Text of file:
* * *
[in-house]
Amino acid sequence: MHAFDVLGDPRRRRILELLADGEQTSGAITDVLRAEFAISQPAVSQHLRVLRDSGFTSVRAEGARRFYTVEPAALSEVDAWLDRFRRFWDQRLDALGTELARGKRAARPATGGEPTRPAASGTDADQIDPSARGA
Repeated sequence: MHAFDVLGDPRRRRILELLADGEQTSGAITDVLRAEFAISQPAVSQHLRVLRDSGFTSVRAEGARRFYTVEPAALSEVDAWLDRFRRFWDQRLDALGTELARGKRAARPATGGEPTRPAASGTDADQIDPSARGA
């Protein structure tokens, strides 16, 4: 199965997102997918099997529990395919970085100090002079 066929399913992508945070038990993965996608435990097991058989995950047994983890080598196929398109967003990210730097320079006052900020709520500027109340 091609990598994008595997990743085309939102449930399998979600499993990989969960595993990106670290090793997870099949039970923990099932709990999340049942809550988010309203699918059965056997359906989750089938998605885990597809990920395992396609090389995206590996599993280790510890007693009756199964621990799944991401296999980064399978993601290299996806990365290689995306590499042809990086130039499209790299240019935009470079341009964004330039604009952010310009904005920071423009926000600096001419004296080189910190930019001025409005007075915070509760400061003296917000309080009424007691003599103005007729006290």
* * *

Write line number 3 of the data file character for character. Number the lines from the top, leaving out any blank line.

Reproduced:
Repeated sequence: MHAFDVLGDPRRRRILELLADGEQTSGAITDVLRAEFAISQPAVSQHLRVLRDSGFTSVRAEGARRFYTVEPAALSEVDAWLDRFRRFWDQRLDALGTELARGKRAARPATGGEPTRPAASGTDADQIDPSARGA